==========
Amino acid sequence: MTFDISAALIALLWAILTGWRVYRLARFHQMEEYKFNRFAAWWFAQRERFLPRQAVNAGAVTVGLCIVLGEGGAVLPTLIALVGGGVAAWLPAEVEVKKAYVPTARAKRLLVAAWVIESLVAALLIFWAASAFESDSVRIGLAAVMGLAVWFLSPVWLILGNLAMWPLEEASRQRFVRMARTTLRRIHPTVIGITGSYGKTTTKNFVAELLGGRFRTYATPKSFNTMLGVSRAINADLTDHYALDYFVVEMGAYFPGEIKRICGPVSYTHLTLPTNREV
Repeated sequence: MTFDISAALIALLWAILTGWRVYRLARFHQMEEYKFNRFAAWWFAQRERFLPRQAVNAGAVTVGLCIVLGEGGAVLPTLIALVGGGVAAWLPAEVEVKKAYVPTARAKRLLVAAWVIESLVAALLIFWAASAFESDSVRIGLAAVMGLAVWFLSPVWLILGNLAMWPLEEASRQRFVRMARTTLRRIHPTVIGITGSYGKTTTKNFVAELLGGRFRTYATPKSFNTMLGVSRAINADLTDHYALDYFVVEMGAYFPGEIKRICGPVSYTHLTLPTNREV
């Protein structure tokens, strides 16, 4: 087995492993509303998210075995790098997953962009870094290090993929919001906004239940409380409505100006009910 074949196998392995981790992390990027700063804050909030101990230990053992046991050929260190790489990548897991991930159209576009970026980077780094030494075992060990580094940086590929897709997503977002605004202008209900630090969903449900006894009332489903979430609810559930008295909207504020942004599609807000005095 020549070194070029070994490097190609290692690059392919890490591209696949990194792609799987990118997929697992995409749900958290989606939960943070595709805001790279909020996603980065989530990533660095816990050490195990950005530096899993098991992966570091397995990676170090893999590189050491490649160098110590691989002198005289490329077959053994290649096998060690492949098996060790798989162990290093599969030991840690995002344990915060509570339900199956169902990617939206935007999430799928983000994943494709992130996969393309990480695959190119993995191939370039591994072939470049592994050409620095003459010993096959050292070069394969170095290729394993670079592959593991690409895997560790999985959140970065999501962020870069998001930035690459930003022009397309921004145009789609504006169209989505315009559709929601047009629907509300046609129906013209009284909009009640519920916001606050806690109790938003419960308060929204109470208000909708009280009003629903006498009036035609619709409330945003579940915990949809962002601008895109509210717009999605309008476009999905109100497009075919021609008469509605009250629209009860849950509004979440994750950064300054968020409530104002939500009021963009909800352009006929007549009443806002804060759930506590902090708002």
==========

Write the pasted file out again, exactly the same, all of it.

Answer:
Amino acid sequence: MTFDISAALIALLWAILTGWRVYRLARFHQMEEYKFNRFAAWWFAQRERFLPRQAVNAGAVTVGLCIVLGEGGAVLPTLIALVGGGVAAWLPAEVEVKKAYVPTARAKRLLVAAWVIESLVAALLIFWAASAFESDSVRIGLAAVMGLAVWFLSPVWLILGNLAMWPLEEASRQRFVRMARTTLRRIHPTVIGITGSYGKTTTKNFVAELLGGRFRTYATPKSFNTMLGVSRAINADLTDHYALDYFVVEMGAYFPGEIKRICGPVSYTHLTLPTNREV
Repeated sequence: MTFDISAALIALLWAILTGWRVYRLARFHQMEEYKFNRFAAWWFAQRERFLPRQAVNAGAVTVGLCIVLGEGGAVLPTLIALVGGGVAAWLPAEVEVKKAYVPTARAKRLLVAAWVIESLVAALLIFWAASAFESDSVRIGLAAVMGLAVWFLSPVWLILGNLAMWPLEEASRQRFVRMARTTLRRIHPTVIGITGSYGKTTTKNFVAELLGGRFRTYATPKSFNTMLGVSRAINADLTDHYALDYFVVEMGAYFPGEIKRICGPVSYTHLTLPTNREV
């Protein structure tokens, strides 16, 4: 087995492993509303998210075995790098997953962009870094290090993929919001906004239940409380409505100006009910 074949196998392995981790992390990027700063804050909030101990230990053992046991050929260190790489990548897991991930159209576009970026980077780094030494075992060990580094940086590929897709997503977002605004202008209900630090969903449900006894009332489903979430609810559930008295909207504020942004599609807000005095 020549070194070029070994490097190609290692690059392919890490591209696949990194792609799987990118997929697992995409749900958290989606939960943070595709805001790279909020996603980065989530990533660095816990050490195990950005530096899993098991992966570091397995990676170090893999590189050491490649160098110590691989002198005289490329077959053994290649096998060690492949098996060790798989162990290093599969030991840690995002344990915060509570339900199956169902990617939206935007999430799928983000994943494709992130996969393309990480695959190119993995191939370039591994072939470049592994050409620095003459010993096959050292070069394969170095290729394993670079592959593991690409895997560790999985959140970065999501962020870069998001930035690459930003022009397309921004145009789609504006169209989505315009559709929601047009629907509300046609129906013209009284909009009640519920916001606050806690109790938003419960308060929204109470208000909708009280009003629903006498009036035609619709409330945003579940915990949809962002601008895109509210717009999605309008476009999905109100497009075919021609008469509605009250629209009860849950509004979440994750950064300054968020409530104002939500009021963009909800352009006929007549009443806002804060759930506590902090708002």